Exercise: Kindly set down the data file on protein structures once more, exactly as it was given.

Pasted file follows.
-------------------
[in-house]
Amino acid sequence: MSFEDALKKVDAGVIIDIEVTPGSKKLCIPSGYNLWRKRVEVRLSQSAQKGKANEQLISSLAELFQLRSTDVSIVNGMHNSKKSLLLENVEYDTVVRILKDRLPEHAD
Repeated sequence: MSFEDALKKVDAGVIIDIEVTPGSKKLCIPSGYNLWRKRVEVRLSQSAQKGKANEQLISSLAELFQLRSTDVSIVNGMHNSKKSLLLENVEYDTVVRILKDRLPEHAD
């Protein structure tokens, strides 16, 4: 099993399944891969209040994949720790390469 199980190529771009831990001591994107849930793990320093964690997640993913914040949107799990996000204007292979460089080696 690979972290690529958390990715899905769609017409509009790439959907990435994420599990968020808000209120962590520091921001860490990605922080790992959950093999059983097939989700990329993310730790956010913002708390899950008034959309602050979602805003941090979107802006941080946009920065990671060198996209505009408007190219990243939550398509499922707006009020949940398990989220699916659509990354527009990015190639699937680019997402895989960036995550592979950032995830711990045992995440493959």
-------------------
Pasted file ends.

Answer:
[in-house]
Amino acid sequence: MSFEDALKKVDAGVIIDIEVTPGSKKLCIPSGYNLWRKRVEVRLSQSAQKGKANEQLISSLAELFQLRSTDVSIVNGMHNSKKSLLLENVEYDTVVRILKDRLPEHAD
Repeated sequence: MSFEDALKKVDAGVIIDIEVTPGSKKLCIPSGYNLWRKRVEVRLSQSAQKGKANEQLISSLAELFQLRSTDVSIVNGMHNSKKSLLLENVEYDTVVRILKDRLPEHAD
């Protein structure tokens, strides 16, 4: 099993399944891969209040994949720790390469 199980190529771009831990001591994107849930793990320093964690997640993913914040949107799990996000204007292979460089080696 690979972290690529958390990715899905769609017409509009790439959907990435994420599990968020808000209120962590520091921001860490990605922080790992959950093999059983097939989700990329993310730790956010913002708390899950008034959309602050979602805003941090979107802006941080946009920065990671060198996209505009408007190219990243939550398509499922707006009020949940398990989220699916659509990354527009990015190639699937680019997402895989960036995550592979950032995830711990045992995440493959």